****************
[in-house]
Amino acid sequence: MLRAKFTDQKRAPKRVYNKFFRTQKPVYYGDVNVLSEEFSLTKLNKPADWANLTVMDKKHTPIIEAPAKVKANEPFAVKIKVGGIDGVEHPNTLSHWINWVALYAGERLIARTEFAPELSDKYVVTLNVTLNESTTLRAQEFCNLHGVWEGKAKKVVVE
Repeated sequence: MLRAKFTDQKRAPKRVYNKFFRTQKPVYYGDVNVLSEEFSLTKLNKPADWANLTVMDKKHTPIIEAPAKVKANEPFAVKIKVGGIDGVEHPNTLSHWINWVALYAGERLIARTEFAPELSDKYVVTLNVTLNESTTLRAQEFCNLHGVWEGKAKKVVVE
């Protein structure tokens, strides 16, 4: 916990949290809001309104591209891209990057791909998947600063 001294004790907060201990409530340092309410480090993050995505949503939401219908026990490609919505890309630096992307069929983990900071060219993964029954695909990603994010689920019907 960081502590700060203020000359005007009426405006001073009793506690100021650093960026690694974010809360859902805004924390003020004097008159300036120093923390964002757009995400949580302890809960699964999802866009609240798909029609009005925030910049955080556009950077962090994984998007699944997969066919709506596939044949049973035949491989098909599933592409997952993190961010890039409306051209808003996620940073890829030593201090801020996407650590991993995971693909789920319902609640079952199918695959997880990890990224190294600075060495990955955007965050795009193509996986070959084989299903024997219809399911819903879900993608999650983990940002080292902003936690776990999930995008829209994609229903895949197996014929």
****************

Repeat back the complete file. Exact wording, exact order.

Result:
[in-house]
Amino acid sequence: MLRAKFTDQKRAPKRVYNKFFRTQKPVYYGDVNVLSEEFSLTKLNKPADWANLTVMDKKHTPIIEAPAKVKANEPFAVKIKVGGIDGVEHPNTLSHWINWVALYAGERLIARTEFAPELSDKYVVTLNVTLNESTTLRAQEFCNLHGVWEGKAKKVVVE
Repeated sequence: MLRAKFTDQKRAPKRVYNKFFRTQKPVYYGDVNVLSEEFSLTKLNKPADWANLTVMDKKHTPIIEAPAKVKANEPFAVKIKVGGIDGVEHPNTLSHWINWVALYAGERLIARTEFAPELSDKYVVTLNVTLNESTTLRAQEFCNLHGVWEGKAKKVVVE
């Protein structure tokens, strides 16, 4: 916990949290809001309104591209891209990057791909998947600063 001294004790907060201990409530340092309410480090993050995505949503939401219908026990490609919505890309630096992307069929983990900071060219993964029954695909990603994010689920019907 960081502590700060203020000359005007009426405006001073009793506690100021650093960026690694974010809360859902805004924390003020004097008159300036120093923390964002757009995400949580302890809960699964999802866009609240798909029609009005925030910049955080556009950077962090994984998007699944997969066919709506596939044949049973035949491989098909599933592409997952993190961010890039409306051209808003996620940073890829030593201090801020996407650590991993995971693909789920319902609640079952199918695959997880990890990224190294600075060495990955955007965050795009193509996986070959084989299903024997219809399911819903879900993608999650983990940002080292902003936690776990999930995008829209994609229903895949197996014929």